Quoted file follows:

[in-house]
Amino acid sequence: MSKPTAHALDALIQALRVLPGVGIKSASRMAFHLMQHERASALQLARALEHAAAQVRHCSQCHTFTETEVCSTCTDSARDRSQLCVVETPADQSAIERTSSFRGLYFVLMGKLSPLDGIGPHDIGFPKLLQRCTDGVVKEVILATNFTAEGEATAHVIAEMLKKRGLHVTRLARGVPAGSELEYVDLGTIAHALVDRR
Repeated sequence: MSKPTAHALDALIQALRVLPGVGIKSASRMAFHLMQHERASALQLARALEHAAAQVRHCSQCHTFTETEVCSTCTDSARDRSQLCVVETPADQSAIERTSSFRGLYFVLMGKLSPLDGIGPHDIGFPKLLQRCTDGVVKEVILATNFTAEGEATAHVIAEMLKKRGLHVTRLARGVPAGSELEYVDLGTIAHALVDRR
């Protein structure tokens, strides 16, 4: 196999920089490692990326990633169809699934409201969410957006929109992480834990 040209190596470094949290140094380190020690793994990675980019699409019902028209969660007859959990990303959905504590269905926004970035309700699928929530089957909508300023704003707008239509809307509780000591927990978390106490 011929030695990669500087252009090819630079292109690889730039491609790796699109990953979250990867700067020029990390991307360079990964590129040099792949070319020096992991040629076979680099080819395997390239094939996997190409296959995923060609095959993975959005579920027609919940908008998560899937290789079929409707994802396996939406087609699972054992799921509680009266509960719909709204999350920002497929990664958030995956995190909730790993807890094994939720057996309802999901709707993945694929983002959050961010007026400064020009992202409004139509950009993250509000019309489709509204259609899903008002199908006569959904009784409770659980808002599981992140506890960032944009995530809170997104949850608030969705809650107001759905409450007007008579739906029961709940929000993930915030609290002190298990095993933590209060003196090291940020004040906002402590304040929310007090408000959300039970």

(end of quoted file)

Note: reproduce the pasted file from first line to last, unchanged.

[in-house]
Amino acid sequence: MSKPTAHALDALIQALRVLPGVGIKSASRMAFHLMQHERASALQLARALEHAAAQVRHCSQCHTFTETEVCSTCTDSARDRSQLCVVETPADQSAIERTSSFRGLYFVLMGKLSPLDGIGPHDIGFPKLLQRCTDGVVKEVILATNFTAEGEATAHVIAEMLKKRGLHVTRLARGVPAGSELEYVDLGTIAHALVDRR
Repeated sequence: MSKPTAHALDALIQALRVLPGVGIKSASRMAFHLMQHERASALQLARALEHAAAQVRHCSQCHTFTETEVCSTCTDSARDRSQLCVVETPADQSAIERTSSFRGLYFVLMGKLSPLDGIGPHDIGFPKLLQRCTDGVVKEVILATNFTAEGEATAHVIAEMLKKRGLHVTRLARGVPAGSELEYVDLGTIAHALVDRR
């Protein structure tokens, strides 16, 4: 196999920089490692990326990633169809699934409201969410957006929109992480834990 040209190596470094949290140094380190020690793994990675980019699409019902028209969660007859959990990303959905504590269905926004970035309700699928929530089957909508300023704003707008239509809307509780000591927990978390106490 011929030695990669500087252009090819630079292109690889730039491609790796699109990953979250990867700067020029990390991307360079990964590129040099792949070319020096992991040629076979680099080819395997390239094939996997190409296959995923060609095959993975959005579920027609919940908008998560899937290789079929409707994802396996939406087609699972054992799921509680009266509960719909709204999350920002497929990664958030995956995190909730790993807890094994939720057996309802999901709707993945694929983002959050961010007026400064020009992202409004139509950009993250509000019309489709509204259609899903008002199908006569959904009784409770659980808002599981992140506890960032944009995530809170997104949850608030969705809650107001759905409450007007008579739906029961709940929000993930915030609290002190298990095993933590209060003196090291940020004040906002402590304040929310007090408000959300039970």